We will talk about each one of these questions in detail as we go through the count. While we are counting pages and elements, we should flag each type of element. Flag each variation of each element. We flag elements for two reasons. First we must know how many times a particular element appears so that we can estimate the impact the element might have during the fitting stage. Second, we must determine the worst-case-secenario for each of these elements. This scenario should not only, for example, include the longest extract or line of verse, but also the shortest. We don’t want to design our A head design to accommodate the longest one only to find out that the one-word head is too small.

Okay. Let’s grab the beast and get down to the task at hand-counting characters. Grab a sheet of paper and write down chapter one (or Introduction, Part One, or whatever section you are counting) and draw several vertical columns to allow for figures to be entered. It is in these columns that we will write information concerning the elements we encounter. I’m sure you thumbed through the manuscript when you first got it to get a feel for the types of elements that are in the book. This preview will dictate the number of columns for which you will allow space. Many publishers and designers have designed their own “Character Count Sheets” that already have every possible type of element listed in columns. If you don’t all ready have one of these forms, I suggest you think about putting one together for future books. Not only will it speed up this rather lengthy counting process, but will make your counts more readable by someone else in the event the count is referred to long after your memory of the count has one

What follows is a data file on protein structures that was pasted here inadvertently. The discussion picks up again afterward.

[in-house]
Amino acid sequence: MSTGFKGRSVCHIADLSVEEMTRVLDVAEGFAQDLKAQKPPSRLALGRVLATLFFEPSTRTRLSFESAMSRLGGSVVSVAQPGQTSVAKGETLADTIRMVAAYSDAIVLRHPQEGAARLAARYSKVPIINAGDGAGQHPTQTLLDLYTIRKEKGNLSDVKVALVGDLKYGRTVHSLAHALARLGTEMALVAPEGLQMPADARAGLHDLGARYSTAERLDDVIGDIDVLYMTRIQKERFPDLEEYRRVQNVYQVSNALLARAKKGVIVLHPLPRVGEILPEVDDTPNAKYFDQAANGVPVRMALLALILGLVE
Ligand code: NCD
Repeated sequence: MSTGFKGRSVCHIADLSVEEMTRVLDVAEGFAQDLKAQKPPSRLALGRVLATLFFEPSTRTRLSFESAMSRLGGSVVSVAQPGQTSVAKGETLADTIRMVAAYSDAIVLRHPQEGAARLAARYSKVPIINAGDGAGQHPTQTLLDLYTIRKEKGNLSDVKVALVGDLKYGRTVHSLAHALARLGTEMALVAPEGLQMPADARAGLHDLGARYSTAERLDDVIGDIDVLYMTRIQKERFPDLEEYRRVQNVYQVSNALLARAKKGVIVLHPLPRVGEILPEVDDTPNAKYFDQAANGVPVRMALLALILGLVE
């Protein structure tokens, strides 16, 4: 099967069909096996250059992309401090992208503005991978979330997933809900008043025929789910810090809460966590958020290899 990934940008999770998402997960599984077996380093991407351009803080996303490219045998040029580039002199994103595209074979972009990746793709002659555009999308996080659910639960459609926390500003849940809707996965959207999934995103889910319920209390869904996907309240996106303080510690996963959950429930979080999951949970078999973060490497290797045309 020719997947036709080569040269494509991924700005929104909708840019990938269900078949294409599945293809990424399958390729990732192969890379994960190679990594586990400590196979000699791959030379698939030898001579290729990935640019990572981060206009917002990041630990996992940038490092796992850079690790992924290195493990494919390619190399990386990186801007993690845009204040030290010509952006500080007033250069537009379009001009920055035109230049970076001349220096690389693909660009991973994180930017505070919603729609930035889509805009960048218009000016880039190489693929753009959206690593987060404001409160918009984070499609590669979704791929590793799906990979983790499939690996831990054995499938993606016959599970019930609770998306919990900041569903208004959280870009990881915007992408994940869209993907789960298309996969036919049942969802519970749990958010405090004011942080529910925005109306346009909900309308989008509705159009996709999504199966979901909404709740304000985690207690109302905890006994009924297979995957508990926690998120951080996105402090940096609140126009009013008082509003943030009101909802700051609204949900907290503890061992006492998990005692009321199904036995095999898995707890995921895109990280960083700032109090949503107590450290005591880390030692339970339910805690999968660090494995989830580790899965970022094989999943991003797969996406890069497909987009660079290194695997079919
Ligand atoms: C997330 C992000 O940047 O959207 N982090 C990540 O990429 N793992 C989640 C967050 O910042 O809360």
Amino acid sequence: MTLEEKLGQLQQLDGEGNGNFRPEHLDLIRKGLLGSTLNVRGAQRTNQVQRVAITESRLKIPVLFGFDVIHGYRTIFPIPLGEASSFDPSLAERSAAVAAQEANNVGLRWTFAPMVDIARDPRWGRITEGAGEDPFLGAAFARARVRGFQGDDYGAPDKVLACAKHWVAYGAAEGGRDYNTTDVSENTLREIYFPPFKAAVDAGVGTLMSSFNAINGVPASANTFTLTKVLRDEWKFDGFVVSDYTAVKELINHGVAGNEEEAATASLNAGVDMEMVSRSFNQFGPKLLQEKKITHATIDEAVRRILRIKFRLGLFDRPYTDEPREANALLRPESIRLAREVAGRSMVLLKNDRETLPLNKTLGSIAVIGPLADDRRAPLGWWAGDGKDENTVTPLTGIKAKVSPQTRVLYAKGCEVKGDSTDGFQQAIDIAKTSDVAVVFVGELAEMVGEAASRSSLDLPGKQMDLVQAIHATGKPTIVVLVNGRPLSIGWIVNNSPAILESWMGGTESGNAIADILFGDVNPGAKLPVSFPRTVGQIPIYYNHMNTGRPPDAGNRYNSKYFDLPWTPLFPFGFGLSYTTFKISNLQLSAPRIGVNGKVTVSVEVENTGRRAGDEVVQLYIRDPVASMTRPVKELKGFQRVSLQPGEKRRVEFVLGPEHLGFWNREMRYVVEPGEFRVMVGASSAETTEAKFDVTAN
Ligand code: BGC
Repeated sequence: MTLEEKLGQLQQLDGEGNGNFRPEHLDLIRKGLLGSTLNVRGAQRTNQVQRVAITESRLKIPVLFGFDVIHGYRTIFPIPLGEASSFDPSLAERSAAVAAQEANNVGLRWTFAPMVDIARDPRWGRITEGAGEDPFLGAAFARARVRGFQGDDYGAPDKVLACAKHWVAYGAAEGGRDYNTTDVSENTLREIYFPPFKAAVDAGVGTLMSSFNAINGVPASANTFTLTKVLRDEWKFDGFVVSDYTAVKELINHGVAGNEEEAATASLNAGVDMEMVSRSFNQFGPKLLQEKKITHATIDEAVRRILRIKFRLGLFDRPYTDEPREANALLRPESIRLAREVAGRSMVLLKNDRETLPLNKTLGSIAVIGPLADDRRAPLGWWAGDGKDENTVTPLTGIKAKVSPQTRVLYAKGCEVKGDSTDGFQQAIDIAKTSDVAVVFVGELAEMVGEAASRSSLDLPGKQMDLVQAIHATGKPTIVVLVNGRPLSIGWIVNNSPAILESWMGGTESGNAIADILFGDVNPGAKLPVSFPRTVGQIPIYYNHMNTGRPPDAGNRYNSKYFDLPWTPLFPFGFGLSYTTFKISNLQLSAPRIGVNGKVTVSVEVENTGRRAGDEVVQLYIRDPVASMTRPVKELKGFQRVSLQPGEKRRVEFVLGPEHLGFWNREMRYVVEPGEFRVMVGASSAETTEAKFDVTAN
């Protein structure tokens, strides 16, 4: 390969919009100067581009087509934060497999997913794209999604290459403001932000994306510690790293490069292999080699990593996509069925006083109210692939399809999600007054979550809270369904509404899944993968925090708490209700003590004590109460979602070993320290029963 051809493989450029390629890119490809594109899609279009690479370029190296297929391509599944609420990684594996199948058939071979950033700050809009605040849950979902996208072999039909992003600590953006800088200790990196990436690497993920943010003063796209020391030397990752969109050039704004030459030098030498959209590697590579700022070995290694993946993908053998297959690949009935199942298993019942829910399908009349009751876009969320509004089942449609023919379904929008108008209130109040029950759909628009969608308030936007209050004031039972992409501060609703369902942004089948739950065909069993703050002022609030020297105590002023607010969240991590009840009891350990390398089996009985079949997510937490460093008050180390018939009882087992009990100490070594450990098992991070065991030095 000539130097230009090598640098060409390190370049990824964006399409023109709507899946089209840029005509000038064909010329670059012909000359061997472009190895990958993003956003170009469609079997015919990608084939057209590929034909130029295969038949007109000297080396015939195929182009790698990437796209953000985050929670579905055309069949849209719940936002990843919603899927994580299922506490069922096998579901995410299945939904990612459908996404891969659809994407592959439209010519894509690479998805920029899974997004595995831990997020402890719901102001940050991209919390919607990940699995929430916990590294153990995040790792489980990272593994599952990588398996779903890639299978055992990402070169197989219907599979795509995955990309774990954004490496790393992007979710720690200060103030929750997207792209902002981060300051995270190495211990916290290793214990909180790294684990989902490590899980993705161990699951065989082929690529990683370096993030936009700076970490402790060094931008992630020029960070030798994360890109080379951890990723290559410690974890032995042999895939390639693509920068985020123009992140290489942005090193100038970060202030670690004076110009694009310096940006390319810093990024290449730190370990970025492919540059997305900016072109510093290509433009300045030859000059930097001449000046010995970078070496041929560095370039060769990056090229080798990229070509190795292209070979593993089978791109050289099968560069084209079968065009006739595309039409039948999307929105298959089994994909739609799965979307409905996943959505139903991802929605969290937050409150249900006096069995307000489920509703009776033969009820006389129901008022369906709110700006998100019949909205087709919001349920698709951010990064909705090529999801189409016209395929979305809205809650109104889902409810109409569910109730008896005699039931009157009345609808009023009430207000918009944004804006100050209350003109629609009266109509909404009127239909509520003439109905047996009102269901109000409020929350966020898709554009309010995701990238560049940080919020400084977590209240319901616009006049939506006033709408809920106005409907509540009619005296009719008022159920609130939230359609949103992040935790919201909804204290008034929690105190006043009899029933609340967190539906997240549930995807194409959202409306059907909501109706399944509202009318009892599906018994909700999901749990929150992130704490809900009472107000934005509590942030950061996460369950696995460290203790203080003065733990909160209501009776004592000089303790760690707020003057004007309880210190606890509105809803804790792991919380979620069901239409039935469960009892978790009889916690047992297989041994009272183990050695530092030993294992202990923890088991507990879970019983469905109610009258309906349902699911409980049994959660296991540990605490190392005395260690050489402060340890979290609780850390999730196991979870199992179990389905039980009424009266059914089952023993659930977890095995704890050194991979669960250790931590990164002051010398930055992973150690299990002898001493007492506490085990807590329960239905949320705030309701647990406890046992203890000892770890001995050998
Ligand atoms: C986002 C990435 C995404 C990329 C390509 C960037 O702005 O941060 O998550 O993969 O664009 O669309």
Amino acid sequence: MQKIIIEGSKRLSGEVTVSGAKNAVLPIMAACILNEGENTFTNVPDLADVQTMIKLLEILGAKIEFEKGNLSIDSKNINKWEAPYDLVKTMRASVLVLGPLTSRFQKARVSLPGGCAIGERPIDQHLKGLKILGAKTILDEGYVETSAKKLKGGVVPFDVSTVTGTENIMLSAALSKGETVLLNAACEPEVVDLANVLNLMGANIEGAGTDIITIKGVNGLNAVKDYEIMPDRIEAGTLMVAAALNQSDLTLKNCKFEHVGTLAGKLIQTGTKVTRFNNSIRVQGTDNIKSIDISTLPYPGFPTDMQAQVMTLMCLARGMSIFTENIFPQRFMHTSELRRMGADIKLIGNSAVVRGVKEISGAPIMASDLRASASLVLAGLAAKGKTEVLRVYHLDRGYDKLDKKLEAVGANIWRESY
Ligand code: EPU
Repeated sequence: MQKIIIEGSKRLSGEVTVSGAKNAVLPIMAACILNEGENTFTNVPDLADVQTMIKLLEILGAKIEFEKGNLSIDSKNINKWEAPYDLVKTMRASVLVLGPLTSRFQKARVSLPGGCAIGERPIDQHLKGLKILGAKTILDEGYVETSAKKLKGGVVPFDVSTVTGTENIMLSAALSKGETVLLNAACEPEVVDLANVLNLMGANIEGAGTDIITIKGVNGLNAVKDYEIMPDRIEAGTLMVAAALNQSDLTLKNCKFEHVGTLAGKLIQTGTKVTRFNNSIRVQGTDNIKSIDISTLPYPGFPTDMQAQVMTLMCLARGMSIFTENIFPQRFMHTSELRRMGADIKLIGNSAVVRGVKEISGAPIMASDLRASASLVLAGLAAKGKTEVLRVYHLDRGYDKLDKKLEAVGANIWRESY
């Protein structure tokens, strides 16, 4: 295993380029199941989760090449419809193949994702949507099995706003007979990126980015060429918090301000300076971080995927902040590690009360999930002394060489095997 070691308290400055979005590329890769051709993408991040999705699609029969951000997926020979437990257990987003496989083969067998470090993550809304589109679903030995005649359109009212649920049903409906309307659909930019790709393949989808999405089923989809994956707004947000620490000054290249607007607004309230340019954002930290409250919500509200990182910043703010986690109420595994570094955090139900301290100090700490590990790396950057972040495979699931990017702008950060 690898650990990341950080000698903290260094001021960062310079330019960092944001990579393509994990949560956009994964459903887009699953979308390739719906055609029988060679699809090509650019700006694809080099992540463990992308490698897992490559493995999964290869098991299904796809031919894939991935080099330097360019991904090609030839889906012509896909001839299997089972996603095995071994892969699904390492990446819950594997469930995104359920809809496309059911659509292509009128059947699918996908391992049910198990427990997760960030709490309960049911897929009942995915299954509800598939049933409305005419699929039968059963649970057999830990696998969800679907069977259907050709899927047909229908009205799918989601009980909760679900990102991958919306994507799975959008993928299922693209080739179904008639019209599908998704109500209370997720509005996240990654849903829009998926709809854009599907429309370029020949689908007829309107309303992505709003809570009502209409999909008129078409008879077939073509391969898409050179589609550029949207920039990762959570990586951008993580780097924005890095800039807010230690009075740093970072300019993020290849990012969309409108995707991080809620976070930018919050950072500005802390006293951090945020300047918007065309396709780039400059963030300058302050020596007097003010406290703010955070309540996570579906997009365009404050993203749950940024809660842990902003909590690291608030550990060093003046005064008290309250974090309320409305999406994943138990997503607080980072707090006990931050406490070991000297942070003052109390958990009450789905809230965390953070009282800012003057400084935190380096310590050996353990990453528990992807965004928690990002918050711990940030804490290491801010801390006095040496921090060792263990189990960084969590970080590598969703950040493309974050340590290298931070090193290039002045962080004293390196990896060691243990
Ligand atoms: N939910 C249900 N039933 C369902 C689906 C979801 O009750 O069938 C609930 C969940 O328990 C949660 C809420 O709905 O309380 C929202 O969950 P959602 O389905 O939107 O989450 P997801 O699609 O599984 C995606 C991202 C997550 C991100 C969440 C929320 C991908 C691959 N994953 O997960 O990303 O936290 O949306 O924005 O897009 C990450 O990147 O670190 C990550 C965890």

Separate all of the front and backmattter from the manuscript. We will take care of those sections later. Right now, we want to concentrate on the bulk of the book, the body. Let’s begin with the Introduction or the first chapter.

If the pages have been prepared by a word processor and all lines are justified, counting a dozen or two lines of text and then taking an average will give you the average manuscript characters per line. If the type has been set ragged right, you’ll need to visually determine the average length of line. You do this by drawing a line down the right side of the page at such a point that if you were to fold back the excess lines cut off by the line you’ve drawn, you would make all of the shorter lines reach the line. When you are satisfied with the placement of your divider line, count two dozen lines of text up to that line and then take an average. Once again this is the figure we need use as the average number of characters per line of text.